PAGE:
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If the polygons are simply drawn back to front, then there's no need for hidden surface removal and there's no need to restrict one's self to convex polyhedra or to objects that have no holes.
I don't know why you wouldn't do hidden surface removal in any case. The calculation is very simple (either by normal vectors or the clockwise/anticlockwise test) and is certainly faster than drawing the polygon. Plus it leaves you with the problem of sorting each individual polygon, which is not a trivial thing to do (simple Z sorting is not reliable enough and sorting can't be done in linear time in general). I have actually used a sort of manually-constructed BSP to build up more complex shapes.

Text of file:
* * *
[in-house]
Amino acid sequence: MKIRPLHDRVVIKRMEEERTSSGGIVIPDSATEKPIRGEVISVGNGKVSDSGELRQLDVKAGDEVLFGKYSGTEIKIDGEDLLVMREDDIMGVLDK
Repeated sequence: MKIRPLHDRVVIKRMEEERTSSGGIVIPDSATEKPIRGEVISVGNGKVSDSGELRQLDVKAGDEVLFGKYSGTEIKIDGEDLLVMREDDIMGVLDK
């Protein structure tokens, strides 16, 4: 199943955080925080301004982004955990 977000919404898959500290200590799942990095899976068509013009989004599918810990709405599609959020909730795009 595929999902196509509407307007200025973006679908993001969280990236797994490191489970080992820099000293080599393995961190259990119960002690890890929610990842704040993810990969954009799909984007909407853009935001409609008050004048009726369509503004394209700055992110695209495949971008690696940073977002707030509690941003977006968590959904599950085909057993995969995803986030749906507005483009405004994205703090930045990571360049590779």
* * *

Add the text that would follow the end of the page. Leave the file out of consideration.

Objects with holes don't cause a problem, neither do completely concave objects. For instance one could render a cube with a tunnel through by rendering the tunnel and then rendering the cube with holes in.

One can also set any of the sub-object colours to transparent and effectively use one of the source bitplanes as a mask, so you can render concave features onto things AFTER drawing them. You can also use non-convex/concave objects to do weird effects since overlapping polygons will XOR with each other, as well as 2-colour surface decals.

Here is an illustration showing the potential overlap of polygon bounding boxes on a rotated cube:

The overlap could be even more when we consider we have to snap to word boundaries.

Last edited by Mrs Beanbag; 26 February 2015 at 13:11. Reason: added illustration
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Old 01 March 2015, 22:04   #26
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Thanks for your thoughts, Beany. Appreciated. But by my math, your cube example actually argues for doing three single-bitplane fills.

Doing three separate one-bitplane fills I get: